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Actor Ryan Reynolds details dark days of anxiety and depression

Matthew Sturgill By Matthew Sturgill, M.A. on May 3, 2018
Actor Ryan Reynolds details dark days of anxiety and depression

Canadian film star Ryan Reynolds detailed his struggles with anxiety and depression in an interview with the New York Times.

Reynolds, known for his work in 2016’s “Deadpool,” had previously revealed he suffered from anxiety, but went further in this profile article in the Times.

The 41-year-old actor said some nights he would wake up overwhelmed by fear about the future. He also still suffers anxiety and even gets nauseous before a television appearance. Sometimes he even feels like he might die when a talk show appearance is coming up.

He confessed to “self-medicating” during nighttime anxiety attacks in his twenties, though he said the fear of overdoses – something he’d seen friends experience and even die from – eventually got him off drugs.

Although Reynolds’ career took off with the “Deadpool” film series (a second film is due to be released this month), and although he was chosen as “Sexiest Man Alive” by People magazine eight years ago, he has nevertheless had a tumultuous personal life.

Reynolds married actress Scarlett Johannson in 2008 but separated from her just over two years later. Their divorce went through in 2011. He’d previously dated Alanis Morissette,  a Canadian singer, and after his breakup, with Johannson, he began dating another actress, Blake Lively, whom he married in 2012.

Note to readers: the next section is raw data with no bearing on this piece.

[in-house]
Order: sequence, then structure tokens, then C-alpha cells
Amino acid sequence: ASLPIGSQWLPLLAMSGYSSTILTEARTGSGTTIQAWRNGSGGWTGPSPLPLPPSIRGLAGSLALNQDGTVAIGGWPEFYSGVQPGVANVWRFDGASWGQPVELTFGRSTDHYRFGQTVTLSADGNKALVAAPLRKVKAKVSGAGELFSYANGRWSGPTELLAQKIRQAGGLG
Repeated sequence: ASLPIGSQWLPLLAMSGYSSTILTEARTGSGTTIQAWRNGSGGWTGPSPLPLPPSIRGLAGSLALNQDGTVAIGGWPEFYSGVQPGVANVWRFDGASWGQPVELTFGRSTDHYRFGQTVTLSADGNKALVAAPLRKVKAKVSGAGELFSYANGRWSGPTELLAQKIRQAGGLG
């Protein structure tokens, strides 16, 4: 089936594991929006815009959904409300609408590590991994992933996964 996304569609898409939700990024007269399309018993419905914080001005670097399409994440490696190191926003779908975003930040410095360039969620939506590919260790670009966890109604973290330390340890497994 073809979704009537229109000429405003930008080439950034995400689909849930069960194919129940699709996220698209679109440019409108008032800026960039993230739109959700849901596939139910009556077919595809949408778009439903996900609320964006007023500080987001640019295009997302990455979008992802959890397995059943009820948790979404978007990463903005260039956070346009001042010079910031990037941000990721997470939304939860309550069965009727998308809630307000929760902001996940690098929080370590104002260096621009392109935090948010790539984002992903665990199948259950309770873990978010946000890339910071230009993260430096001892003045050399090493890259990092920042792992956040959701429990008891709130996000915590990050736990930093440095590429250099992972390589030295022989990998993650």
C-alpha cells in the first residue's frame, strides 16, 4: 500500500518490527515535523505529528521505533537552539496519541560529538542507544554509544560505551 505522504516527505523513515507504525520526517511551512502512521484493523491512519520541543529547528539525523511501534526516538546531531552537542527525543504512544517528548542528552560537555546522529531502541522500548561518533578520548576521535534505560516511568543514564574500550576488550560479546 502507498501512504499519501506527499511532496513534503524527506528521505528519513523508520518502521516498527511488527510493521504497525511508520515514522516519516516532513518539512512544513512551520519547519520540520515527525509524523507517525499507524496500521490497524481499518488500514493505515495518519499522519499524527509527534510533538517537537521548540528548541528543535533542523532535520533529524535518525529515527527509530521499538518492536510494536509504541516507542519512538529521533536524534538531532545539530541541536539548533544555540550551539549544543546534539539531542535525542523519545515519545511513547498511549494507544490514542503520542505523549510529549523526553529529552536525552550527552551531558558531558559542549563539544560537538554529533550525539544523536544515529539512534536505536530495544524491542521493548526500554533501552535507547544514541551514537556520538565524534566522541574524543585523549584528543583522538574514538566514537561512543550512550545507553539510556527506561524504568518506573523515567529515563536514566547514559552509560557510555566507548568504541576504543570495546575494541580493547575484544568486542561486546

Reynolds met Lively, with whom he now has two children, on the set of “Green Lantern,” a superhero movie that bombed at the box office, sinking hopes of any lucrative sequels.

Reynolds is known for his public sense of humor, often expressed in amusing tweets, and in the interview, he describes humor as a lifelong coping mechanism he’s developed against stress.

As a boy, Reynolds said, he always learned to try and manage his mercurial father, by keeping the grass cut and the house clean. This sort of co-dependency – putting the needs of an unstable family member ahead of your own – is common in troubled households or those damaged by alcoholism or other addictions. Nevertheless, Reynolds, the youngest of four brothers living in Vancouver, spoke positively, too, of his father, whom he described as “a character.”

Some of the ways Reynolds uses to control his current anxiety before televised interviews are doing them in the “Deadpool” character and use of a meditation app called Headspace.

When he comes onto the set, and the interview starts, he said, the anxiety usually evaporates, leaving him able to perform.